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« on: March 10, 2011, 03:35:49 AM »

I would love to hear experiences from former or current converts on this topic, because I think it might benefit myself and perhaps others.

Anyone have any stories/experiences on when you found Orthodoxy to be the truth and you wanted to share that with other people, but it ended up doing more damage or it was mostly fueled by pride. What exactly distinguishes pride and humility between sharing Orthodoxy with say close family members of Protestantism for example. There has to be a line drawn somewhere on what is truth and what is false, but how does one share that without delving into pride?

I have a big tendency to share Orthodoxy with my family and to challenge their Protestant beliefs. I have a terrible knack of wanting to get into heated arguments over it, but I also refrain because first of all I don't know enough and secondly I may present it so terribly that they will never understand why it is the truth. Ever since finding Orthodoxy I have had this desire to be alot more evangelistic about my faith, it's sort of hard to contain that excitement in my opinion, you just want to share it. As a catechumen I abstain from it but its strange because I might be confronted by a Protestant and sometimes my answer on certain issues is "I don't know" which leads into them speculating that I cannot be trusted or what I believe can't be trusted.

Anyway just wanted to hear some thoughts on this.
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« Reply #1 on: March 10, 2011, 09:19:42 AM »

My husband and I are still inquirers, although we've been reading about the church for months. I think that recent converts might be able to provide more experienced answers, but I'll try anyway...

Literally, when we discovered Orthodoxy, we felt like we hit the jackpot. The screaming and jumping up and down and telling everyone at the casino - "I WON!!!" That's us. That's been us for the past few months. We can't even believe that it was there for our entire lives and we hadn't studied the faith seriously at any point.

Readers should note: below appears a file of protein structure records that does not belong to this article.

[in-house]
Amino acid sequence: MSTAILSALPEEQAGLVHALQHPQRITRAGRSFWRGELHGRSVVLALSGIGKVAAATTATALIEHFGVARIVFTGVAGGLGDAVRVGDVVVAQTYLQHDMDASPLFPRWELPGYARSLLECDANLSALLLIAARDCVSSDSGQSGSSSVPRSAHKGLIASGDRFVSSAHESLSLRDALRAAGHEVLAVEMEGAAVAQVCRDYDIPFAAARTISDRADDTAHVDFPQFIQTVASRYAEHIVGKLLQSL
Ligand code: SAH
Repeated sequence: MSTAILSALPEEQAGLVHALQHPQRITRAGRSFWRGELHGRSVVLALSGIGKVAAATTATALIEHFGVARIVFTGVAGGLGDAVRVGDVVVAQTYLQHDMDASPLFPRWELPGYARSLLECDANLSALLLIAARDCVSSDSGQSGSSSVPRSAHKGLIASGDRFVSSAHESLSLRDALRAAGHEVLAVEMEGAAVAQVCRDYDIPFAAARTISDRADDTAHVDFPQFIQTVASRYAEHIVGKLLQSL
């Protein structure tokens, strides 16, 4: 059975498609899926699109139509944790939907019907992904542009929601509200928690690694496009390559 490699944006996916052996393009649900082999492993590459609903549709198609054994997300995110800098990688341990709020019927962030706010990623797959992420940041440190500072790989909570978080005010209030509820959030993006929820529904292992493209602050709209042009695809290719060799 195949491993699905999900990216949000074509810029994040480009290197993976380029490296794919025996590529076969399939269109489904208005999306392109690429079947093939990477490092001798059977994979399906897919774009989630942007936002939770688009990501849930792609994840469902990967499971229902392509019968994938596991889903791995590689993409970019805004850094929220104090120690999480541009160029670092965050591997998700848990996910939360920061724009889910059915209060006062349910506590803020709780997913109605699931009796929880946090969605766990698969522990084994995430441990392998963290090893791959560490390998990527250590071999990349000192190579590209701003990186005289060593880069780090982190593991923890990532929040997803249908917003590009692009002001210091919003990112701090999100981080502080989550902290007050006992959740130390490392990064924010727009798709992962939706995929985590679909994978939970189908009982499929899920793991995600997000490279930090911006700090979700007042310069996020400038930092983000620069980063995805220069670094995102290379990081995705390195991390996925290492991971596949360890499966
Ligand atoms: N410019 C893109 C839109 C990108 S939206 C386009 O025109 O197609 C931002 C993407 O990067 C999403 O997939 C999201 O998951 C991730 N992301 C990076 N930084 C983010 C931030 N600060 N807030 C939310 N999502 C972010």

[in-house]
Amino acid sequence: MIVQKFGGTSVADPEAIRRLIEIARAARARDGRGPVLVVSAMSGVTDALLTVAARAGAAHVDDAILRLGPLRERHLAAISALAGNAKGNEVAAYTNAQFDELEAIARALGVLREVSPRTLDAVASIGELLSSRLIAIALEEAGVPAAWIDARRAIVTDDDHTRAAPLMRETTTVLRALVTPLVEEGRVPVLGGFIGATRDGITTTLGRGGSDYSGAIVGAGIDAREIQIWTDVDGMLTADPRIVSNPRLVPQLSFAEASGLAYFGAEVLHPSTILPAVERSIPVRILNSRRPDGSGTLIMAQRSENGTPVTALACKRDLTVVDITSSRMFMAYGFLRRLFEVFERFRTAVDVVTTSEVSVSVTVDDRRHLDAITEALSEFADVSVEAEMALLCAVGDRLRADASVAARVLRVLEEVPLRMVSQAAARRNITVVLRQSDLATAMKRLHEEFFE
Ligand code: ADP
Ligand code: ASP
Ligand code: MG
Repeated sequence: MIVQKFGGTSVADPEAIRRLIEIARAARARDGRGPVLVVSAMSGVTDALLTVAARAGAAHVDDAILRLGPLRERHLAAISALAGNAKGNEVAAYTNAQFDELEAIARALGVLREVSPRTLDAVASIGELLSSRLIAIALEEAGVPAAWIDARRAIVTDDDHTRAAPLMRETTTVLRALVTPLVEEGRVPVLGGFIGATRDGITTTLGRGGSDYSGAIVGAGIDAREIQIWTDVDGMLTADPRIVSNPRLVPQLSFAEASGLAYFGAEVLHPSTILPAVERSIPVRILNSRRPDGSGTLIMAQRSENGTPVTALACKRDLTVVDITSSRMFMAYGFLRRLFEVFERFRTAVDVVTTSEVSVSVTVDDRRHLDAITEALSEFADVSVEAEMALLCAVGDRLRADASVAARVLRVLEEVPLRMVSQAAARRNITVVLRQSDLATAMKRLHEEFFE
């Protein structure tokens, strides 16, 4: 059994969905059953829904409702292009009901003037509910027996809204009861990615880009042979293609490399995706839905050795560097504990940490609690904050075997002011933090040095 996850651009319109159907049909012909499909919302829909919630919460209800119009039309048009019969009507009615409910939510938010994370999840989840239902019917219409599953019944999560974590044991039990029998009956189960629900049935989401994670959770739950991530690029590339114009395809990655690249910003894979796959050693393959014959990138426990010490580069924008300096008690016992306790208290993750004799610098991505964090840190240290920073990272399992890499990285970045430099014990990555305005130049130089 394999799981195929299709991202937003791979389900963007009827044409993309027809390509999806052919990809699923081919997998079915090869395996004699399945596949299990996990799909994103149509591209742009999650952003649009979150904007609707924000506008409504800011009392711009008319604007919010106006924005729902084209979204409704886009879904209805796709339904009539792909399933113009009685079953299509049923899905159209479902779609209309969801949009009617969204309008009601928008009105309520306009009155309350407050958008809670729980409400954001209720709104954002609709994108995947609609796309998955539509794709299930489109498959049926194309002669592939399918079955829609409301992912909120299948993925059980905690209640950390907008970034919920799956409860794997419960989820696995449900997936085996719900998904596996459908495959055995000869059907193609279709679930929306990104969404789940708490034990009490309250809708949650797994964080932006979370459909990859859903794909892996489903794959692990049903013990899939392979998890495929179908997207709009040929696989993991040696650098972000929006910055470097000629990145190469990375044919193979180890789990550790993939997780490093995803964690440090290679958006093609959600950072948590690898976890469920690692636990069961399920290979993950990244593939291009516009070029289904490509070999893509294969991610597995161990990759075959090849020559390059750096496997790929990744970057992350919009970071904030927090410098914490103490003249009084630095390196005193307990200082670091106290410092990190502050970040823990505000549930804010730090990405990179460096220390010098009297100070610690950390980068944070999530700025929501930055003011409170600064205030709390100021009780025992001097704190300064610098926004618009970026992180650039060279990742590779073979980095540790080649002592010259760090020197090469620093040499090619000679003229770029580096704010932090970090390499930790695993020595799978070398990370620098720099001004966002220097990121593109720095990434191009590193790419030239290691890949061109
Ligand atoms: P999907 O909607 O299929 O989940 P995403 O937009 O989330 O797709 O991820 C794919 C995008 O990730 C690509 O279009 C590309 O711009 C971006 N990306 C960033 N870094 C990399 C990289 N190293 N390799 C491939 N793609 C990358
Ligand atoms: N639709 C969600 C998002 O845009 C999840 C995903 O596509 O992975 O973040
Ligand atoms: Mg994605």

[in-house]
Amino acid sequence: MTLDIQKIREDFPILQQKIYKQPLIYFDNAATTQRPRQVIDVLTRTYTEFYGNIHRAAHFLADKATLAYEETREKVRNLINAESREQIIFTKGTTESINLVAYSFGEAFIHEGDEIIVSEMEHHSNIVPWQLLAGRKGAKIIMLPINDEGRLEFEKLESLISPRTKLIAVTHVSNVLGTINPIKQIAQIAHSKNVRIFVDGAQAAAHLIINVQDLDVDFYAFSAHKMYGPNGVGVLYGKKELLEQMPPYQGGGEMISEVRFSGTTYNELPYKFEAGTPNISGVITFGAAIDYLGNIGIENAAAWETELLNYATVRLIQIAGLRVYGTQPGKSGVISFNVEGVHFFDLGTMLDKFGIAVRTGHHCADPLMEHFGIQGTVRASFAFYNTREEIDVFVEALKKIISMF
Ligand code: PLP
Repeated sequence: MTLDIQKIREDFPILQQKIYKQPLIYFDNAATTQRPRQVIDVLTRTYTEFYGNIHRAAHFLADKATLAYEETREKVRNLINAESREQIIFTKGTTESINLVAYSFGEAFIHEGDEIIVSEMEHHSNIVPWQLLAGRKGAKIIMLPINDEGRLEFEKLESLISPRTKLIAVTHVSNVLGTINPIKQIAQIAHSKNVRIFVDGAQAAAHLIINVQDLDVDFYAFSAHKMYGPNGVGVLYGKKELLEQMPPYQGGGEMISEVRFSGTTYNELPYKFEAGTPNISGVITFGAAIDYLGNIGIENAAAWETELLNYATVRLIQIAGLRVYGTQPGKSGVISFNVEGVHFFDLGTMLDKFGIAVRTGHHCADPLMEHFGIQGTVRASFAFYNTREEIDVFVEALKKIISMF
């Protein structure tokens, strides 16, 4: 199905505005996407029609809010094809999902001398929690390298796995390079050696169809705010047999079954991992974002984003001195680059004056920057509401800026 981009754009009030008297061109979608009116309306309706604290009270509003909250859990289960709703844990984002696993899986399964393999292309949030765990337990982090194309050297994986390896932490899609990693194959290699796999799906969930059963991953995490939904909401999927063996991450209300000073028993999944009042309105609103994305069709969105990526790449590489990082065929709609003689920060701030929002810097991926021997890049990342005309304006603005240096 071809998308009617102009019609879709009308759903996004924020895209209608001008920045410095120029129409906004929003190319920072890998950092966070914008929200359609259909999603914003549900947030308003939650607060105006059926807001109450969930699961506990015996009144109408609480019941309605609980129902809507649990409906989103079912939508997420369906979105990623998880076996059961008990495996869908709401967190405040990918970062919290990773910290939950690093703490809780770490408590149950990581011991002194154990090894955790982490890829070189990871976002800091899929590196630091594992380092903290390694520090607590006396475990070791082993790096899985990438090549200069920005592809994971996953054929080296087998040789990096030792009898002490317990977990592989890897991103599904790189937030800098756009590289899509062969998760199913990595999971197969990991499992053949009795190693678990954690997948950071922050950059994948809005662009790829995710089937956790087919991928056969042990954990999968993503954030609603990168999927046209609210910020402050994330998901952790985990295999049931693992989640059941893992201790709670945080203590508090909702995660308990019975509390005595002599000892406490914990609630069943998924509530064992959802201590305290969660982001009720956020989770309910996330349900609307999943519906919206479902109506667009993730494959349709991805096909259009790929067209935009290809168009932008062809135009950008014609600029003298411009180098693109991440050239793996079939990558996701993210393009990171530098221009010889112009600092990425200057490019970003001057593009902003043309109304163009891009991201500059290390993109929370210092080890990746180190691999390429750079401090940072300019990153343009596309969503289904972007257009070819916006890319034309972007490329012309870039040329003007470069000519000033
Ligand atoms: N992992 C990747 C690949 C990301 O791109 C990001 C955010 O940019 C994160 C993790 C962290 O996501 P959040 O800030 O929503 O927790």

His parents are Pentecostal, hardcore Pentecostal. When we first told his mother that we were looking into the Church, she said, "...but, the icons. They just worship icons."

His father, who is completely devoted to sola scriptura, told us that he was concerned that Orthodox services don't use the Bible. (Because a second you don't use the Bible gives the devil enough time to creep into your life)

(My RCC parents are currently praising God's name that I'm 'getting closer' to Catholicism. Well, for the moment.)

If you are not sure about the answers yet, you could just try to recommend books your family.

Or make a list of what you DO know (mentally or on paper) and what you are sure of.
1) Sola scriptura IS wrong.
2) Worshiping and venerating icons are two completely different things.
3) If you ask your friends to pray for you, why can't you ask the saints?

Etc. And pray about when you should share these things with your family. Think about it -- how long were you a Protestant? I was a charismatic evangelical for about 3 years before I began to understand what my misgivings were about. It takes time. Plant a seed in their hearts and pray for them.